ALWAYS tell the truth.
Understand. Each of these have special purpose and value:
Being honest, truthful
To Opine/give opinion (imposed, or shared helpfully) Any of these, can be either “welcome and helpful” OR “hurtful and offensive”. WORDS matter, regardless of your intent. It’s a form of tactfulness and diplomacy.
Even the most sincerely “honest”/truthful comment or message can (unintentionally) be presented offensively.
Most Managers seek feedback about work, or methods. Personal criticisms and “complaints” (without solutions) are rarely helpful. Choose your words thoughtfully, and carefully.
IME, these tend to make people (BTW, not just managers and bosses!) defensive: Stupid, improper, wrong, dumb, should/shouldn’t, statements that begin with “you”, always, never.
Work to use objective terms: “X could be…more helpful/practical/effective/a better idea!…”, or “Y could be …less time consuming/labor intensive/costly.
Yes, but keep in mind that when and how you say something are just as important as what you’re saying. How much you’re saying is also important…some things need multiple conversations or aren’t all that relevant. Divide those up or get rid of them altogether.
Deliver feedback that is honest, authentic, and timely (which means sooner than later in this case). Also, have a focused, emotionally intelligent approach that doesn’t come off as infantilizing. Managers usually will respect people they see that can think for themselves, even if they don’t 100% agree.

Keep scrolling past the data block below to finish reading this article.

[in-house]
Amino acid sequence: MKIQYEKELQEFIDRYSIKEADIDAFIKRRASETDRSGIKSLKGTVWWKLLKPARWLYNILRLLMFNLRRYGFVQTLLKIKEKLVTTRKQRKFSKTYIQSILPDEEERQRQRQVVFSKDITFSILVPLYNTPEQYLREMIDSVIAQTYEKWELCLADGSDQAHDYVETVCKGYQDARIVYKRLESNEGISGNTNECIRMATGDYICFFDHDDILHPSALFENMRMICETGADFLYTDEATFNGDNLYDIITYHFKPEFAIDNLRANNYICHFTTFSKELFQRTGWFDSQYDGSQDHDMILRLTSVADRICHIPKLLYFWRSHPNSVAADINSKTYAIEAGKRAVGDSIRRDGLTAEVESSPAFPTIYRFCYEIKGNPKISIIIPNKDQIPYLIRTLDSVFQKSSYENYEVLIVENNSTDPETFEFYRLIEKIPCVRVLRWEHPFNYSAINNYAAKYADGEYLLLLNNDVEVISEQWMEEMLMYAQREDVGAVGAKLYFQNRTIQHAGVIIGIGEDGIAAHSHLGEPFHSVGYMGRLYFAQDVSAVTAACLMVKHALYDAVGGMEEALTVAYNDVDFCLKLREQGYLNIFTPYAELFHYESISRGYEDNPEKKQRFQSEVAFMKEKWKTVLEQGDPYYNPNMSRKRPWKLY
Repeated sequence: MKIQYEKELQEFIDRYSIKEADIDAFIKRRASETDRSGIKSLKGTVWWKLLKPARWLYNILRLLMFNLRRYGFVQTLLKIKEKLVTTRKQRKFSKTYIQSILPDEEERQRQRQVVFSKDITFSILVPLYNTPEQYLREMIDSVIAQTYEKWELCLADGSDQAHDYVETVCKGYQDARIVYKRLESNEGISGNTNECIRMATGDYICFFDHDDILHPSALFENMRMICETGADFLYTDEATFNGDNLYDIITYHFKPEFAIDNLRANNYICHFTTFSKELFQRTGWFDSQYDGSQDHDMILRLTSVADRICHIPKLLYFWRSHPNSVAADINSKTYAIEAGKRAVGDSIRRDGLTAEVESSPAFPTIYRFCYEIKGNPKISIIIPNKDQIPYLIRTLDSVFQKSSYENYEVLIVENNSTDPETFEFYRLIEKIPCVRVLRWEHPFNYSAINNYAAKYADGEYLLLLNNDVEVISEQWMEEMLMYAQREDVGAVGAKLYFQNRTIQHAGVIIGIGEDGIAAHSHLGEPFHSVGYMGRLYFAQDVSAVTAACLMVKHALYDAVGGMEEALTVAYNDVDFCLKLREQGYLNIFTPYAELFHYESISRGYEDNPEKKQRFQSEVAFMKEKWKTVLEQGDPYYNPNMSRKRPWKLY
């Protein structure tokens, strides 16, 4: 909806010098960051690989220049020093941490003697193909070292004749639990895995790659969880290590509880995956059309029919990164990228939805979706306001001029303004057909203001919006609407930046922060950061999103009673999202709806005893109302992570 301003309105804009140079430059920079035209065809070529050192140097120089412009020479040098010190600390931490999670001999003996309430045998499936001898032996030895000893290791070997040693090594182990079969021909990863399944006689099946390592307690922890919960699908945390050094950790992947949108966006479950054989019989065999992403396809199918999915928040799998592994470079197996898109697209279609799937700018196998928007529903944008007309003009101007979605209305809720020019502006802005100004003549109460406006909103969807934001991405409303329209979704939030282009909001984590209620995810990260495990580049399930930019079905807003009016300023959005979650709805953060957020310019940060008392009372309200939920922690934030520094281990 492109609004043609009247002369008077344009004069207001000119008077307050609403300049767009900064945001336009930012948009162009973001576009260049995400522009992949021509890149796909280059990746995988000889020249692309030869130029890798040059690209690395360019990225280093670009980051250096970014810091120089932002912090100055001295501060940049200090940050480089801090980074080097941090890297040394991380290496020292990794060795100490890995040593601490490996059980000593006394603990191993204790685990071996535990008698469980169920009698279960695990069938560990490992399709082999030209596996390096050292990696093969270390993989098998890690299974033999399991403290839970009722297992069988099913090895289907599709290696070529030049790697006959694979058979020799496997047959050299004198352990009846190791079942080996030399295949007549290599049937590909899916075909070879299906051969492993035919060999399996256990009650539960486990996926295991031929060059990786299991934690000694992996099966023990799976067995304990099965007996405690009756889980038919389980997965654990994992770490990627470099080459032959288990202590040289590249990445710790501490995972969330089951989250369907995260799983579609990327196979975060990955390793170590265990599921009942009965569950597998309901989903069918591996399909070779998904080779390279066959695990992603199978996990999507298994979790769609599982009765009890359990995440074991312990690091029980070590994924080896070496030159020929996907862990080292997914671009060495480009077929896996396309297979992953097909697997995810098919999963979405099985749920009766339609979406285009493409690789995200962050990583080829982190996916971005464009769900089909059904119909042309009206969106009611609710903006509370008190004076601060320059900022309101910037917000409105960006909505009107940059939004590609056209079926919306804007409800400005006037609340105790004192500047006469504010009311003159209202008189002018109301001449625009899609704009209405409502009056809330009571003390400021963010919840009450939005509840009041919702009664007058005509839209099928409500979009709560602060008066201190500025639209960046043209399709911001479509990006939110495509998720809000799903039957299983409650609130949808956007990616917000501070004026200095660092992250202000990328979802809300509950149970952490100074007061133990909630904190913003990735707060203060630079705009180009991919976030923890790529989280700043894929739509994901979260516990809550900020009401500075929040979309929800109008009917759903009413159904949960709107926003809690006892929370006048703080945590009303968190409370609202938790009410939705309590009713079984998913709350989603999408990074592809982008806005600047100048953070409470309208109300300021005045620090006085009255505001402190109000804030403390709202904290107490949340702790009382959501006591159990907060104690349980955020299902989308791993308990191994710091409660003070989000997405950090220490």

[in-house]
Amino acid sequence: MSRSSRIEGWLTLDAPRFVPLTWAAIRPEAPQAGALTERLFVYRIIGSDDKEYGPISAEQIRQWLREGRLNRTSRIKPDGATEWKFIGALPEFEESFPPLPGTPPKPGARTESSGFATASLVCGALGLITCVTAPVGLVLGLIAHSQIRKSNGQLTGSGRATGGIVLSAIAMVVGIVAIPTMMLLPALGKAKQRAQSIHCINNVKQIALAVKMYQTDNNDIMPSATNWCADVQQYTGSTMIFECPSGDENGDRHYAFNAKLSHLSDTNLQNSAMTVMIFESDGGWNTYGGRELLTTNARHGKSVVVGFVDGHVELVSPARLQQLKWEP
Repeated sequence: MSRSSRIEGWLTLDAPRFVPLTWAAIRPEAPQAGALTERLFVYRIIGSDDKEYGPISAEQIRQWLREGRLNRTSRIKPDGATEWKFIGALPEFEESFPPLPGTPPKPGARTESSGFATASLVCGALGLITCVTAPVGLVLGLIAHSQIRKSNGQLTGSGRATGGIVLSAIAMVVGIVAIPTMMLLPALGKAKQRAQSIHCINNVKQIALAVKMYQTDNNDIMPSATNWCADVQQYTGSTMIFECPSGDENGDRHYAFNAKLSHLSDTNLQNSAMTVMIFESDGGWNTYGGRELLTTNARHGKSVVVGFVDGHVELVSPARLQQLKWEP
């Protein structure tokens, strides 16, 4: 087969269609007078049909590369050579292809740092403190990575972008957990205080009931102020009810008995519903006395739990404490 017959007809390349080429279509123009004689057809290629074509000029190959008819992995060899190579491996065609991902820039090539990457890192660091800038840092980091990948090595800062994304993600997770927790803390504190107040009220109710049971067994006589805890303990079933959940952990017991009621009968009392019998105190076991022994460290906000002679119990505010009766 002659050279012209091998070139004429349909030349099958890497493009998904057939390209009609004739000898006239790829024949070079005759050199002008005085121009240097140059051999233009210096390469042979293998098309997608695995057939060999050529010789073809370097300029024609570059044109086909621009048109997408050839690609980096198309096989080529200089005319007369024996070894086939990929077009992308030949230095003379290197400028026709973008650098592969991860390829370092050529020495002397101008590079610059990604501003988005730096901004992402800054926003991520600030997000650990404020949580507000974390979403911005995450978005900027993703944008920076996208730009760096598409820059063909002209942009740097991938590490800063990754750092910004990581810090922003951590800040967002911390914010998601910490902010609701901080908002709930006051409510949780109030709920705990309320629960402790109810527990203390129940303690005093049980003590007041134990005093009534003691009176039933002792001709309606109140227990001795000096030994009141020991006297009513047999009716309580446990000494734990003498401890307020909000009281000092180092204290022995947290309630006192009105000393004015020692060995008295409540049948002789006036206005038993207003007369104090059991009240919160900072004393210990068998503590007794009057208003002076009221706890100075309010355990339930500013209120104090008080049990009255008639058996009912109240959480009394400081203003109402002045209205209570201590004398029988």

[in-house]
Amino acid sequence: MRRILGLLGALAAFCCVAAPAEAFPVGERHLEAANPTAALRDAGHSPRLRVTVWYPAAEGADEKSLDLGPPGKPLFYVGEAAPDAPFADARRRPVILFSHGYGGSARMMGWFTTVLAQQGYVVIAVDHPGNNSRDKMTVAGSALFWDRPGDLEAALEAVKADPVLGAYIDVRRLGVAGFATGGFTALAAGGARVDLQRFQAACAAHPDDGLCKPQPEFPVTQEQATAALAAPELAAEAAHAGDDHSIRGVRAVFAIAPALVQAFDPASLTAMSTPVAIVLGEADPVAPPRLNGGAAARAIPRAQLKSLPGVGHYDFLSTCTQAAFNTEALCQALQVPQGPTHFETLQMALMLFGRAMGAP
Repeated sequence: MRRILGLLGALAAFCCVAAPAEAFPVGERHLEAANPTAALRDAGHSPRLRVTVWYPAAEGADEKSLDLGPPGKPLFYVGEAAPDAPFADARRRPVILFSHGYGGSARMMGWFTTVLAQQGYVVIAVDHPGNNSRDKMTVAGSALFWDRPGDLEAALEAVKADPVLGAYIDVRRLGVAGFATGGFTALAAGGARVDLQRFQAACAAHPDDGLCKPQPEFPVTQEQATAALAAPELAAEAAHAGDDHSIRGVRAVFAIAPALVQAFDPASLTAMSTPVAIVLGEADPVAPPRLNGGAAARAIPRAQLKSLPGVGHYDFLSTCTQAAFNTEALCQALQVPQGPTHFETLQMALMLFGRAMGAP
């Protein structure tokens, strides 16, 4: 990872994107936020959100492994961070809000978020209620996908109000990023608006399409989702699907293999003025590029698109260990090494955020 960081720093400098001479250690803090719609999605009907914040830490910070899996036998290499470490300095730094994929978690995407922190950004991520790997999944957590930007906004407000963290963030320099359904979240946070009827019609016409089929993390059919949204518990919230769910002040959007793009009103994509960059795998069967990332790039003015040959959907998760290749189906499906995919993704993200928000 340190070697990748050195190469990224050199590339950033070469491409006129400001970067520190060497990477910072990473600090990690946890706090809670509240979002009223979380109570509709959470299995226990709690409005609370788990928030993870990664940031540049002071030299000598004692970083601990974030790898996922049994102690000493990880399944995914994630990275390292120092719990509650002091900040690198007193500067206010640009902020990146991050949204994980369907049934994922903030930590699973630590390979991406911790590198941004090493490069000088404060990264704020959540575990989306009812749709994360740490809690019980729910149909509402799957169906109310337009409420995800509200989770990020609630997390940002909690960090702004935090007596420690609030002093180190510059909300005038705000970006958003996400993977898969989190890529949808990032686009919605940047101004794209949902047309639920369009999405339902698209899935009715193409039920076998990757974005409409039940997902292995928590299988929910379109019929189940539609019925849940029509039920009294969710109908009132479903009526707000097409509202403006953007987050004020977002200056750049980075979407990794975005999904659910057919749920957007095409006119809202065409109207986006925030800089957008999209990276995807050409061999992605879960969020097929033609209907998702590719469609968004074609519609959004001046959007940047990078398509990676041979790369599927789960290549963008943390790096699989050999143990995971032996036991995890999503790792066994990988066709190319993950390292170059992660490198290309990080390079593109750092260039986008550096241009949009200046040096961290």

There’s a saying that’s something like “being agreeable is learning how to tell someone to go to hell and have them thank you for it.” That’s applicable here to some extent, you need to learn what your manager responds to and then serve it up in that way…they might thank you for it.
Yes. One way to start out is by mentioning a few general issues and then throwing in one that may be a bit controversial. If they “react” to the latter, I’d say, “I’m sorry. I thought you wanted to hear it all. I won’t mention this matter again.”
I’m guessing, if they’re a good (if sensitive) manager, they’ll say something like: “No, go on. I need to hear that stuff too.”